So, I started the prologue over. My first attempt was first person, and there was a split decision in this critique group about whether or not I should keep it. I decided to chuck it, though, and wrote it again in close third person. Guess what! I like it! I think Alan's suggestion to get immediately into the character's mind draws the reader in faster and makes her more sympathetic and understandable. I think the writing is stronger and more compelling.

Hey, maybe listening to people who know what they're doing isn't such a bad idea! Isn't that why I enrolled in VCFA in the first place? To listen to people who know more than me? To push myself to become the best writer I can be?

I'm not sure I would call what I'm doing revising - it really is starting over. I don't know if I'll chuck the rest of the 150 pages totally or simply rework them. But I wonder how you approach revisions/starting over? Do you chug all the way through that sh*tty first draft? Or do you stop and revise along the way? Or do you start completely over?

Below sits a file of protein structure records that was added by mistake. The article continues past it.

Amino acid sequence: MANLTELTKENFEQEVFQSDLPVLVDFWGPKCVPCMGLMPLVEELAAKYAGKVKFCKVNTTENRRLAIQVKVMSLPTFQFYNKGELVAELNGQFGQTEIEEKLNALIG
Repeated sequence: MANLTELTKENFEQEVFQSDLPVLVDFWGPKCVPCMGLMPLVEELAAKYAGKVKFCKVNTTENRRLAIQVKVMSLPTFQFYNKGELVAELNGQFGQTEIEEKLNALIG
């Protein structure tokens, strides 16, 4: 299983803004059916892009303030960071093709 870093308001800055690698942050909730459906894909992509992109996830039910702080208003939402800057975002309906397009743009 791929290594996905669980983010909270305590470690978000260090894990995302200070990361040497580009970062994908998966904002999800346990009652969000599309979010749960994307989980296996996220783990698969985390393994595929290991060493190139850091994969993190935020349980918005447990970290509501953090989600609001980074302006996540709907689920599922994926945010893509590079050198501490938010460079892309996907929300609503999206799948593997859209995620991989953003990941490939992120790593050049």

Alan's last words to me when we spoke were, "Remember the writing is supposed to be fun." My first thought was, Yeah, right. But he is right. That's not to say it isn't gut wrenchingly hard, but it is fun.

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Friday, February 19, 2010

I'm About to Burst!

Okay, so when I was a little kid, we got to my grandmother's house on her birthday.

"Open your necklace, Nona," I told her.

This often told family story always reminds me how hard it is not to tell people something I'm really excited about!

Well, for the past few weeks something very exciting has been happening, and now I can finally let it out...

My picture book, "Where Do Diggers Sleep at Night?" is going to be published by Random House!